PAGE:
Microsoft has launched its Office 365 in Botswana, Ethiopia, Namibia, Tanzania, Uganda and Zambia, bringing the total number of sub-Saharan African countries with access to the suite to 18.
In June 2013, the cloud service was made available to nine new countries in Africa following Kenya and Nigeria in 2012; and South Africa in 2011.
Office 365 delivers the full suite of Office applications including Word, Excel, PowerPoint, OneNote and Outlook in the cloud to help improve productivity whether at home, in the office or on the go on a pay-as-you-go monthly subscription model.
“Cloud based software is the perfect solution for smaller organisations that can’t always afford the level of sophistication they need in terms of software,” says Marc Israel, Office Division Group Lead for Microsoft West, East and Central Africa and Indian Ocean Islands. “It provides enterprises with an affordable and flexible way to access technology that can drive their business forward, enabling growth in emerging markets”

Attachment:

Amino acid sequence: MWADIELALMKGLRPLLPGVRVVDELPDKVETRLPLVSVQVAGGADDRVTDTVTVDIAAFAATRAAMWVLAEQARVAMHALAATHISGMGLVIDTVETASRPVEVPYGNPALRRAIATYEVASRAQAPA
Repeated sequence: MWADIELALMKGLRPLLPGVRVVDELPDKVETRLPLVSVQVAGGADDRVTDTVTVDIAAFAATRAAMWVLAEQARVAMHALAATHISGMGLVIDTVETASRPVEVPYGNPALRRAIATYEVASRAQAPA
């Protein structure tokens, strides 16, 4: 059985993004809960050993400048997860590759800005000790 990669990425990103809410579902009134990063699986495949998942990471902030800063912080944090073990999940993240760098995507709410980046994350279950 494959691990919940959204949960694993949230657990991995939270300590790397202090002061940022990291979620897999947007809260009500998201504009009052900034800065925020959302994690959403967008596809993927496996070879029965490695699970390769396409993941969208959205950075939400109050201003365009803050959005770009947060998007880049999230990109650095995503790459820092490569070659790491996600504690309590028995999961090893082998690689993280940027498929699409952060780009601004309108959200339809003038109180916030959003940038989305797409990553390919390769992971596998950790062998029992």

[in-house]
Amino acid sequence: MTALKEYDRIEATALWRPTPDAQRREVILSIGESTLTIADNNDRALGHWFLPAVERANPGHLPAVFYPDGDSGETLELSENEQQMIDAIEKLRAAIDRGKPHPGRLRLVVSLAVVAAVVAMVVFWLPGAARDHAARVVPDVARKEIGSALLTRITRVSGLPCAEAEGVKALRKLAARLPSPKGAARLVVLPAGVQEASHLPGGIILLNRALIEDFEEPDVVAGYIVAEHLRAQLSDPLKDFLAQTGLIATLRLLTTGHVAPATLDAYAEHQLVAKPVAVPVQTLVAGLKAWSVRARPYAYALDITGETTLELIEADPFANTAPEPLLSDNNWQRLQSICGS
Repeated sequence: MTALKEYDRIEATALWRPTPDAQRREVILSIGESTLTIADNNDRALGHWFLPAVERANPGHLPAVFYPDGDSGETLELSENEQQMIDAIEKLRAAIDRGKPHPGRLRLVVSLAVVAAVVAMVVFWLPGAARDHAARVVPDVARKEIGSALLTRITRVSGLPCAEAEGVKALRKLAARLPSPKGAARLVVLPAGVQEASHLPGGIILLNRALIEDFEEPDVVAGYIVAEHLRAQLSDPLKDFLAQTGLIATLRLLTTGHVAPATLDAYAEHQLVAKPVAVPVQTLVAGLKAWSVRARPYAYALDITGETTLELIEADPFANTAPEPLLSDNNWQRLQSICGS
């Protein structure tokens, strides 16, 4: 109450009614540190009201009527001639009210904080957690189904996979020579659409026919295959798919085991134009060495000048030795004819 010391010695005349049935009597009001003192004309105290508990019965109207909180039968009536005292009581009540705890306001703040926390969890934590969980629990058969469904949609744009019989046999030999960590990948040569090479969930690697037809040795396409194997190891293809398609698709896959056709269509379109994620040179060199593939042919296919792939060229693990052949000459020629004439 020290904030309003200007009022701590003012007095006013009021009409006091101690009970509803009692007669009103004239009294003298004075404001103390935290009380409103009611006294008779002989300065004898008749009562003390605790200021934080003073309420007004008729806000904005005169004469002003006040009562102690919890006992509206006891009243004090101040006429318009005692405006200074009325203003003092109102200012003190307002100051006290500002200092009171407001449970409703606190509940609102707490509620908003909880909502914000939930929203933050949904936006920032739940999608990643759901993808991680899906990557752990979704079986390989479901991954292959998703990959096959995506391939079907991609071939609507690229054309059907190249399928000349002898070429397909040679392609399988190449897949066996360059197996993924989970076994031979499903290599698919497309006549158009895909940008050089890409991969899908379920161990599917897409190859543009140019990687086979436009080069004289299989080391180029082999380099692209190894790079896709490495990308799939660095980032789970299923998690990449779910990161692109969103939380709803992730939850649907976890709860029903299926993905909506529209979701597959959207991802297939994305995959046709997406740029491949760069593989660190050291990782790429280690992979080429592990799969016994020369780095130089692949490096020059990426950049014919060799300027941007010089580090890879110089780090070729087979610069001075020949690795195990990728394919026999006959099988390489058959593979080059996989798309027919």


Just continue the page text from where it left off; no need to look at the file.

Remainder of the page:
In East and southern Africa, the Small and Medium Business sector continues to play a big role, contributing towards GDP growth and employment. In Tanzania, SMEs contribute 30% to the country’s GDP, according to the Tanzania Investment Centre, and are the second largest employer after agriculture. But despite their importance, many of the 3.5 million SMEs in the country are constrained by lack of resources, particularly financial, which impacts technology budgets.
For those SMEs that do use technology, according to a Boston Consulting Group study commissioned by Microsoft, they can increase revenues 15 percentage points faster and create jobs almost twice as fast.
“In this country cloud is a new technology so initially we had reservations, but it was clear that Office 365 offered considerable savings and operational benefits,” says Jane Dorey, Canon Botswana Finance and Admin Director.
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